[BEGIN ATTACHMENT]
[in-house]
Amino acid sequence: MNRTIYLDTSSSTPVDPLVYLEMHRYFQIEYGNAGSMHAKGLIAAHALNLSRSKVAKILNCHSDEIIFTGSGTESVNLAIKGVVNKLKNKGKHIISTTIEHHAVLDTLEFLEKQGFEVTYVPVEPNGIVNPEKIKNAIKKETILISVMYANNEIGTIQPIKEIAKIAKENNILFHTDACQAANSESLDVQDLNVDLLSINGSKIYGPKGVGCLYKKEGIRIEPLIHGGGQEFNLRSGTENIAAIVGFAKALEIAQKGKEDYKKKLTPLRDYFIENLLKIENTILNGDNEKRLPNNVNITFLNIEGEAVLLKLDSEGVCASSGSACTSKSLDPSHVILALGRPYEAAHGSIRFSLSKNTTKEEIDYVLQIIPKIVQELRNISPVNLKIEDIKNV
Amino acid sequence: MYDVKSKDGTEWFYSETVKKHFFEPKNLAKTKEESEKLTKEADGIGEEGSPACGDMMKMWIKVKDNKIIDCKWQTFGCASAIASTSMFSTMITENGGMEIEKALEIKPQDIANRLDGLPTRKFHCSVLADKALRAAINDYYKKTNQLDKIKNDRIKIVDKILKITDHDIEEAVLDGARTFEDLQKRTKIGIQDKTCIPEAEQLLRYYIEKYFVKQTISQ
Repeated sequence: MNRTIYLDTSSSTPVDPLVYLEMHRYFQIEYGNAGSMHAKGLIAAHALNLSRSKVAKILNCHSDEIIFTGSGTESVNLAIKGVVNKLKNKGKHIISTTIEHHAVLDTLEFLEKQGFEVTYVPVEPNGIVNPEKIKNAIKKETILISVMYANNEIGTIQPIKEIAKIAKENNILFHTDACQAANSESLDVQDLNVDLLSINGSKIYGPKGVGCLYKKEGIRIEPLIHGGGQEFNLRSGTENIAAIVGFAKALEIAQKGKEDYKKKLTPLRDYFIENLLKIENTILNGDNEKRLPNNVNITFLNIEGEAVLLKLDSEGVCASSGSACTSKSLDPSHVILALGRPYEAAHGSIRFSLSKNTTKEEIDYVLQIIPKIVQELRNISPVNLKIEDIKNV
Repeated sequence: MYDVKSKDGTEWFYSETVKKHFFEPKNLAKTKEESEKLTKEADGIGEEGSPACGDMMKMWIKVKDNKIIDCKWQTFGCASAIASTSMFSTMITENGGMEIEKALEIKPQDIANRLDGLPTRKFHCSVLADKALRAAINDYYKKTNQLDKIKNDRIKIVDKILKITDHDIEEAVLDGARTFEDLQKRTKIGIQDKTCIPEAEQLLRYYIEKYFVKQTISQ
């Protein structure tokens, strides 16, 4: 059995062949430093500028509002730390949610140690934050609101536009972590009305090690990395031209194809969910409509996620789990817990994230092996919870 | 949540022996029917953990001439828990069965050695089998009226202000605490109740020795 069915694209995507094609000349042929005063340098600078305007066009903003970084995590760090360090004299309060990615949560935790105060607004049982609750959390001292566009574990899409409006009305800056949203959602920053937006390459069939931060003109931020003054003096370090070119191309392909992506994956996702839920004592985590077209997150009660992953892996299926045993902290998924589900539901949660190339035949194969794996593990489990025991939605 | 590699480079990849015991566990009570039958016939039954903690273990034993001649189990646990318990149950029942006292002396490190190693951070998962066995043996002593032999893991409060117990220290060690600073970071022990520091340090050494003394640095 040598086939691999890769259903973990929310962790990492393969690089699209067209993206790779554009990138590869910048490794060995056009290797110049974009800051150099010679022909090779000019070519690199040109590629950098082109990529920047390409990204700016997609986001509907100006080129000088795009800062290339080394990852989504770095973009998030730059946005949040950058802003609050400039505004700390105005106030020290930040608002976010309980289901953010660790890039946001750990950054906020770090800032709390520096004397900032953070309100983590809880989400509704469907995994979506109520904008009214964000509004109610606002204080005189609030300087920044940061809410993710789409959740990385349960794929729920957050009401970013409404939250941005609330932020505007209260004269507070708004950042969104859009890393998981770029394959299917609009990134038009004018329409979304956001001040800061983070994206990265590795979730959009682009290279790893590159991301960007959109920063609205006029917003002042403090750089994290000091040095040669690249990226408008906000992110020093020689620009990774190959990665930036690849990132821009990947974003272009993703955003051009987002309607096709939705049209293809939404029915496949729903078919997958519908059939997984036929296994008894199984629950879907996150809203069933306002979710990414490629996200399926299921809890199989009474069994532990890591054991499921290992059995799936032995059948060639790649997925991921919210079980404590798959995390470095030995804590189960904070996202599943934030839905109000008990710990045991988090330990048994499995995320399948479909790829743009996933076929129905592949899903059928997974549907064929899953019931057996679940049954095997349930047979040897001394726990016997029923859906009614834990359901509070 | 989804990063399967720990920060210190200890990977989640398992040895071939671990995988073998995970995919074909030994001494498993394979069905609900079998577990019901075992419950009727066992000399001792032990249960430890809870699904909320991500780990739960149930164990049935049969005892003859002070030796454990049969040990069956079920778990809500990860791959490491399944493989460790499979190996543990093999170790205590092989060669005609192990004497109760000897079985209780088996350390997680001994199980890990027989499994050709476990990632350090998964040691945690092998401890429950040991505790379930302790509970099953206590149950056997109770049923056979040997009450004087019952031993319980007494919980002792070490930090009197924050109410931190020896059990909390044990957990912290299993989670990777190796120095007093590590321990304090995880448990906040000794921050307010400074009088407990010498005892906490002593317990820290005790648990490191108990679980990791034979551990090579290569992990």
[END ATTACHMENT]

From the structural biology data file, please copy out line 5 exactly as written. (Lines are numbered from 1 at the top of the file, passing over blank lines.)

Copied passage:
Repeated sequence: MYDVKSKDGTEWFYSETVKKHFFEPKNLAKTKEESEKLTKEADGIGEEGSPACGDMMKMWIKVKDNKIIDCKWQTFGCASAIASTSMFSTMITENGGMEIEKALEIKPQDIANRLDGLPTRKFHCSVLADKALRAAINDYYKKTNQLDKIKNDRIKIVDKILKITDHDIEEAVLDGARTFEDLQKRTKIGIQDKTCIPEAEQLLRYYIEKYFVKQTISQ